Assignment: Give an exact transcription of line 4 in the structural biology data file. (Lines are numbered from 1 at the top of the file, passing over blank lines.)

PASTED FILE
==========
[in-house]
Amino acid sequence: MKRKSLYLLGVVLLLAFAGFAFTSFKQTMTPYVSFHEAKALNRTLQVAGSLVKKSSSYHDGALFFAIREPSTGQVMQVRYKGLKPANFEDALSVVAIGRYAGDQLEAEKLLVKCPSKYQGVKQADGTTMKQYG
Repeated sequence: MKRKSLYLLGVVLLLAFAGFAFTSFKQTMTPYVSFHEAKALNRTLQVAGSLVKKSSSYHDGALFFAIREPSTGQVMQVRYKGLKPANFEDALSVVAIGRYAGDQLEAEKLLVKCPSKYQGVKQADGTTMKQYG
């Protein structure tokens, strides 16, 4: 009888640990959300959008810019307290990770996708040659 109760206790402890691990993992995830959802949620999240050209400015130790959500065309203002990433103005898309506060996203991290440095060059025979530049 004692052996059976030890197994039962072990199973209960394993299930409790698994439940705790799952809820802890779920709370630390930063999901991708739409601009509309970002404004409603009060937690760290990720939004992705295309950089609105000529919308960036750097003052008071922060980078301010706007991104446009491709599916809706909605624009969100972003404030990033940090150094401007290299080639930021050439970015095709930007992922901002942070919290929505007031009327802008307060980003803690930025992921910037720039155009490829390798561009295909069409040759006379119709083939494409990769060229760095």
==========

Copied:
């Protein structure tokens, strides 16, 4: 009888640990959300959008810019307290990770996708040659 109760206790402890691990993992995830959802949620999240050209400015130790959500065309203002990433103005898309506060996203991290440095060059025979530049 004692052996059976030890197994039962072990199973209960394993299930409790698994439940705790799952809820802890779920709370630390930063999901991708739409601009509309970002404004409603009060937690760290990720939004992705295309950089609105000529919308960036750097003052008071922060980078301010706007991104446009491709599916809706909605624009969100972003404030990033940090150094401007290299080639930021050439970015095709930007992922901002942070919290929505007031009327802008307060980003803690930025992921910037720039155009490829390798561009295909069409040759006379119709083939494409990769060229760095």